SNAP: You must have a Social Security Number (or proof that you have applied for a number) for each person in the household applying for SNAP.

Medicaid: You must be a U.S. citizen or have an acceptable immigration status. You do not have to show proof if you are getting Medicare benefits or getting or previously received Supplemental Security Income (SSI).

School Meal Program: A parent's or child's immigration status does not matter as long as the child is enrolled in school.

Children's Health Insurance Program: Must be a US Citizen or qualified alien.

8. Who is an eligible caregiver for the Best Beginnings Child Care scholarship program?
Eligible caregivers include:

  • The mother or father of the child
  • An adult who is not the parent, but married to either the mother or father
  • A legal guardian and his/her spouse
  • Unmarried parents living in the same household with a child in common

If an adult is living with one of the child’s parents but not married to that parent, he or she is NOT an eligible caregiver. Grandparents, boyfriends and girlfriends as well as other adult relatives who do not have a parental relationship with the child needing care are also NOT eligible caregivers.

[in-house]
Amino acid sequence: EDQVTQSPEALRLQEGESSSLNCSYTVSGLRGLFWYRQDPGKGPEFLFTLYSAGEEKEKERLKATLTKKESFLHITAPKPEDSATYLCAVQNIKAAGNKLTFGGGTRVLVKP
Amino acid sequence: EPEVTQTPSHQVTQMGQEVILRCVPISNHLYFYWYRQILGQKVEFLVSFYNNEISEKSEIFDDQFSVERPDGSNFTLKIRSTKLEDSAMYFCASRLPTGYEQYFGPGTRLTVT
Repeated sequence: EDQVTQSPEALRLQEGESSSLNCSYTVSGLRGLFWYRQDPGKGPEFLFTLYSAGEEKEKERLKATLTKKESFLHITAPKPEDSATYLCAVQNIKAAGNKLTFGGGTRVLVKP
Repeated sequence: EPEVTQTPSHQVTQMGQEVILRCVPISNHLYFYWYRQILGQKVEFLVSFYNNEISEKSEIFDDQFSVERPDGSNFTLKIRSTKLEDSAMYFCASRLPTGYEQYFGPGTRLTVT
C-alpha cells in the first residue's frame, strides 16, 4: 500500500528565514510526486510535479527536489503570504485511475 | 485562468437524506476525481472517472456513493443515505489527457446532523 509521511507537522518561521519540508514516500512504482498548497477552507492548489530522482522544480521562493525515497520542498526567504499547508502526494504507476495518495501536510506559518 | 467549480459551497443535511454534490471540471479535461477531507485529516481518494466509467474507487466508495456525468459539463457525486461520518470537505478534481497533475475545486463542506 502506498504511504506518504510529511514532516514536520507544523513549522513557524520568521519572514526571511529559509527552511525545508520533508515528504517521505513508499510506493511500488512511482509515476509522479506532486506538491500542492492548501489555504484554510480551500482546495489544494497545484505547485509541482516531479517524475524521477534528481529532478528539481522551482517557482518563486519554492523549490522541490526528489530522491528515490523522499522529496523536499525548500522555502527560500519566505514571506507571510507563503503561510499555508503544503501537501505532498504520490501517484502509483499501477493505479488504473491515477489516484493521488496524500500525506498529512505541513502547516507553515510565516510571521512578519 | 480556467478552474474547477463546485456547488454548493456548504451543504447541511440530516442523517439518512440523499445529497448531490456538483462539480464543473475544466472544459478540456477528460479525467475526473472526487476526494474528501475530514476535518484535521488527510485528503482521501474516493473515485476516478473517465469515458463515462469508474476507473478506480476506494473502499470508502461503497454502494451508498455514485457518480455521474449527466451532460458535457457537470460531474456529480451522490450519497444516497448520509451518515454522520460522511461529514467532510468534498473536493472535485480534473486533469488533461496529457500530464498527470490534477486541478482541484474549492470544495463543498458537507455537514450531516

If you have questions about who is an eligible caregiver within your household, contact a county worker from the Early Childhood Services Bureau.

9. What if all eligible caregivers in my household are NOT employed the minimum amount each month? Can I still get Best Beginnings Child Care scholarship?
If all eligible caregivers in your household are not employed the minimum each month or participating in SNAP Employment and Training activities (SNAP ELT), your family may not be eligible for child care assistance.  Contact your county worker to discuss exceptions that may apply to your family and your family’s eligibility status.

10. Will receiving money from the Earned Income Tax Credit (EITC) affect my eligibility for other programs?
Some programs have resource tests that limit how much money families can have and still be eligible. For most programs, the money from the Earned Income Tax Credit (EITC) is NOT counted as an asset during the month it was received and the following month. After that, the money may affect your eligibility for programs that have asset limits. Some programs have different rules:

  • For Supplemental Security Income (SSI) eligibility, money from the EITC is not counted as an asset for 9 months after it was received.
  • Money placed in an Individual Development Account (IDA) is never counted toward asset limits.

11. Is there a waiting list for any programs on this site?
Some programs may have waiting lists; they are usually specific by county.  Your best bet is to apply now, and contact your local application agency or look on the Montana Department of Health and Human Services website.